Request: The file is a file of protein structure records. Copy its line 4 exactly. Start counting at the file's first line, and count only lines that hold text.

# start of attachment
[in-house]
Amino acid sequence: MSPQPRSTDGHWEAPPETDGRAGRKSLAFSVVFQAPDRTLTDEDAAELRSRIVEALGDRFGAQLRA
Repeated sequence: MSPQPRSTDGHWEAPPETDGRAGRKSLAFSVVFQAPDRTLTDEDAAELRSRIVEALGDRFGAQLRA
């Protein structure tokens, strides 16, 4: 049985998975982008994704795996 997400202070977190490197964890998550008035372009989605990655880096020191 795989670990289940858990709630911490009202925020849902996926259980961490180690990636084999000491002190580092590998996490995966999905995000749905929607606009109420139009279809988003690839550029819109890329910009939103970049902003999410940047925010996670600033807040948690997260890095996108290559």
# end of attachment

């Protein structure tokens, strides 16, 4: 049985998975982008994704795996 997400202070977190490197964890998550008035372009989605990655880096020191 795989670990289940858990709630911490009202925020849902996926259980961490180690990636084999000491002190580092590998996490995966999905995000749905929607606009109420139009279809988003690839550029819109890329910009939103970049902003999410940047925010996670600033807040948690997260890095996108290559």